Ground lease investment properties are some of the most unique types of NNN opportunities. While a regular "fee simple" triple net investment consists of both a building and the land on which it sits, a ground lease investment (which is also, technically fee simple) consists of just the ground. Instead of getting rent for the building, you get rent for the use of your ground.
Here are some tips for how to buy and profit from a ground lease investment:
- Look for good tenants. Frequently, a ground lease investment will have a very strong tenant. McDonalds locations are frequently available as ground leases and many bank branches can also be purchased as ground leases.
- Plan on appreciation. One of the drawbacks to buying a ground lease investment property is that you usually won't be able to depreciate it. The IRS doesn't let you depreciate land since it doesn't lose value over time through deterioration like a building would. The upshot of this is that you're not buying the part of real estate that loses value -- you're getting the good part. While the building on your land might be obsolete in 20 years, the land itself shouldn't be.
- Pay a little bit more. A ground lease investment will usually a carry a lower cap rate than other triple net properties. First, you're usually buying a property with a good tenant, which in and of itself carries a lower cap rate. Second, income from land is usually valued at a higher multiple than income that comes from a mixture of land and building.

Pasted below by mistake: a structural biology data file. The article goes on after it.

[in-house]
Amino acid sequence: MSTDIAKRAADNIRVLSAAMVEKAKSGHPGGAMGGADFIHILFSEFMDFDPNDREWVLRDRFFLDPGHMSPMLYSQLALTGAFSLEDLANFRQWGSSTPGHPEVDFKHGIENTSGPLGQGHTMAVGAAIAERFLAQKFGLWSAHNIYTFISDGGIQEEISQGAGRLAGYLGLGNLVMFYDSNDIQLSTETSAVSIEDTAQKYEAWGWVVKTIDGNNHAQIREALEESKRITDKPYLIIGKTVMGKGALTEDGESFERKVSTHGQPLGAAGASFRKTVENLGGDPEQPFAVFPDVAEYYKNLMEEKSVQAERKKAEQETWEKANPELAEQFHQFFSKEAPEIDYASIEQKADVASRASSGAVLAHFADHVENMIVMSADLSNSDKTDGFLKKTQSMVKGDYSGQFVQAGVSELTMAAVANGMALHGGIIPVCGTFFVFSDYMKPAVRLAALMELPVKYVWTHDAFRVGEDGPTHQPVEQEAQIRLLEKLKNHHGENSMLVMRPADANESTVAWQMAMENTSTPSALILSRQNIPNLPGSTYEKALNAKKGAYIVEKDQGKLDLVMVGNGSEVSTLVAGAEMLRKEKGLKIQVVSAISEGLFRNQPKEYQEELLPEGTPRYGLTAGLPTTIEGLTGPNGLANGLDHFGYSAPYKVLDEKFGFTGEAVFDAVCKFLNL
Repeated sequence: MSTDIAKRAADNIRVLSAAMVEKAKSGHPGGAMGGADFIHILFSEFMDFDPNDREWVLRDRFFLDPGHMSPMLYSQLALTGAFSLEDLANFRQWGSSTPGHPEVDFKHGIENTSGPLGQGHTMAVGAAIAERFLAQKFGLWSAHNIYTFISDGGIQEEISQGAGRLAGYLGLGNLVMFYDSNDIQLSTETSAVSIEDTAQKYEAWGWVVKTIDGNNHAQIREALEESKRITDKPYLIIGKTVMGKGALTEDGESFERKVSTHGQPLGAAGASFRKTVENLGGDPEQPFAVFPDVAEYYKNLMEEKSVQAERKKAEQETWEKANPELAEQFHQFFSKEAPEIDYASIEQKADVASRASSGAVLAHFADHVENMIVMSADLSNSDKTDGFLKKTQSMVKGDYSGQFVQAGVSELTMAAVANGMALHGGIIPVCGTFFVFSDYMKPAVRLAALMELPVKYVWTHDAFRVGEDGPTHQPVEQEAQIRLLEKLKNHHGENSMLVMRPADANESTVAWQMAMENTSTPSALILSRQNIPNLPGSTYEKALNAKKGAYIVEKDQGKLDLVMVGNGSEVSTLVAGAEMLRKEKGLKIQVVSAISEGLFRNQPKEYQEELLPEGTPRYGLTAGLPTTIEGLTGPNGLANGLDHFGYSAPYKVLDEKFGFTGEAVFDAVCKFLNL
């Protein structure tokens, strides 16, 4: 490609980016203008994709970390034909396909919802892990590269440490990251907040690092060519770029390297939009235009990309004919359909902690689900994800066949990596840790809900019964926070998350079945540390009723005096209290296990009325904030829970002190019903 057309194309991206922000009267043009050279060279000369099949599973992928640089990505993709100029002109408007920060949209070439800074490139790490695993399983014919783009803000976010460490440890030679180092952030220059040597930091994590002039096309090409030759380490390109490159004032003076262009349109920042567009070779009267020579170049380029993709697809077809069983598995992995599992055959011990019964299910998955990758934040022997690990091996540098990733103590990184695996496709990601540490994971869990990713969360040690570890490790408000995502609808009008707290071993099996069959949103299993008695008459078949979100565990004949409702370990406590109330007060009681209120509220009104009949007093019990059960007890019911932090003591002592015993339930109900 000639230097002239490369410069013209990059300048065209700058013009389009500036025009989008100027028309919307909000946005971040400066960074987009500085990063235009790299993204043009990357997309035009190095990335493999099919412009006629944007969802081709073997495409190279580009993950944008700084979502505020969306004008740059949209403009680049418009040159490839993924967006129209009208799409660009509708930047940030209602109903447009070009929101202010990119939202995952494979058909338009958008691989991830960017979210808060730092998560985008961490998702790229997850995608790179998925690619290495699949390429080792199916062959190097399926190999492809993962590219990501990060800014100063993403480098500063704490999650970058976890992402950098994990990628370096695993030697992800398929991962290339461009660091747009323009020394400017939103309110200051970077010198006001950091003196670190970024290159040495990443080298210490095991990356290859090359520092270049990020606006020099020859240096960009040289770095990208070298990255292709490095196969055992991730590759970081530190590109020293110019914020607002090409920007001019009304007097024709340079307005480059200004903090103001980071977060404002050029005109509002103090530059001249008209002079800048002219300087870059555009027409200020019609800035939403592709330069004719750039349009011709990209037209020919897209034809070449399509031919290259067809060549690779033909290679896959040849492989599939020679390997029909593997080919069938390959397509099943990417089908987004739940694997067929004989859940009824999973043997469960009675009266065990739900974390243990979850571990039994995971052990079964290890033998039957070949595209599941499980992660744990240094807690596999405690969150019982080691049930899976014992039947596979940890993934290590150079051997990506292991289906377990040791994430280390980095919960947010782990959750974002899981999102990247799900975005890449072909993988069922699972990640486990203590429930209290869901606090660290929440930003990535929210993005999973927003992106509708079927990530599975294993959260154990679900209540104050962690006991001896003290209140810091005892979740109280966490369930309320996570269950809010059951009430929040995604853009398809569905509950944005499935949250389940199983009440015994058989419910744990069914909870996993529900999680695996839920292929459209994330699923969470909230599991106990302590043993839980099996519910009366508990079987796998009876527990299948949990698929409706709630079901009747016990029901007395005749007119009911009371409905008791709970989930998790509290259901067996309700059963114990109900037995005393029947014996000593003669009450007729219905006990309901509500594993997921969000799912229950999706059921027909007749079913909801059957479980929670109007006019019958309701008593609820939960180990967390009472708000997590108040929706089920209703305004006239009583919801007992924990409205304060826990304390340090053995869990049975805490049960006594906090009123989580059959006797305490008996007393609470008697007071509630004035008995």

- Leverage capital that's been 1031 exchanged a few times. When you've done a few 1031 exchanges, you end up with so much old basis that it gets part to effectively depreciate a new investment. Since you generally can't depreciate a ground lease investment anyways, using your oldest capital to buy it helps to free up money with more basis attached to it for acquiring depreciable assets.
- If it looks too good to be true, it is. Sometimes, you'll see a ground lease asset that seems like a screaming deal -- instead of being a 6.5 cap in an 8 cap marketing, it'll be a 10 cap. If you find one of these, proceed with caution. Sometimes, a broker will list a leasehold interest as a ground lease. When you buy a leasehold interest, you aren't buying dirt, though. You're buying the building and its right to use the land -- which eventually expires. While a leasehold interest can be a good choice, it's very different from a true ground lease investment and is less expensive for a reason.